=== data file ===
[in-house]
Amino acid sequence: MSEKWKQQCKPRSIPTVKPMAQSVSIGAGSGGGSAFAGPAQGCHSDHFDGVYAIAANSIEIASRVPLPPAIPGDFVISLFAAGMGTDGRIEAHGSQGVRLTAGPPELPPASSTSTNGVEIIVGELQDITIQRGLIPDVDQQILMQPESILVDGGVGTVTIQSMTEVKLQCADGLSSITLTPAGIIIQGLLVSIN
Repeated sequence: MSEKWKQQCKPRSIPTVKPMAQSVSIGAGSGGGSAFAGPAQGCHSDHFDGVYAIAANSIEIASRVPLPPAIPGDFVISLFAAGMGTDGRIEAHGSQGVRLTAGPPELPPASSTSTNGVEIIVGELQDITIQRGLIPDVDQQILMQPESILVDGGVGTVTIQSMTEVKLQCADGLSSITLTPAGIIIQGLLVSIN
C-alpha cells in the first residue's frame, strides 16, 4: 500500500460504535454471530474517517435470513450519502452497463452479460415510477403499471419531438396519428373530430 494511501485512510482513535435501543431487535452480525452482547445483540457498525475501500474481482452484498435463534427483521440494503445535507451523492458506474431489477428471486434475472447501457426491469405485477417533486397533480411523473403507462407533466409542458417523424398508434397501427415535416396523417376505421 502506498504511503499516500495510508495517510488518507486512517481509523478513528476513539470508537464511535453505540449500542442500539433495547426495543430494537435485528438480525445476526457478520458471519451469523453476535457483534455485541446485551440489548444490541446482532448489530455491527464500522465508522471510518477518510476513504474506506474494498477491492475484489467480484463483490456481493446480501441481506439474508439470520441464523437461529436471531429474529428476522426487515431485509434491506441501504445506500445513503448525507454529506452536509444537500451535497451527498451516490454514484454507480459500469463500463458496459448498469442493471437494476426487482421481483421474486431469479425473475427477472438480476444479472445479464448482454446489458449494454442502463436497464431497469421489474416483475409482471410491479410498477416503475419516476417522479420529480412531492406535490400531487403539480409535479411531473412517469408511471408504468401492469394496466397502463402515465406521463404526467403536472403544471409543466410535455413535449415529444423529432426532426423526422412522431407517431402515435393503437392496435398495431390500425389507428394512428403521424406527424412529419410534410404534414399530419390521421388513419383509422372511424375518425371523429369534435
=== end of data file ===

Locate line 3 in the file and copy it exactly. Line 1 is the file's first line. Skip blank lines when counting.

Repeated sequence: MSEKWKQQCKPRSIPTVKPMAQSVSIGAGSGGGSAFAGPAQGCHSDHFDGVYAIAANSIEIASRVPLPPAIPGDFVISLFAAGMGTDGRIEAHGSQGVRLTAGPPELPPASSTSTNGVEIIVGELQDITIQRGLIPDVDQQILMQPESILVDGGVGTVTIQSMTEVKLQCADGLSSITLTPAGIIIQGLLVSIN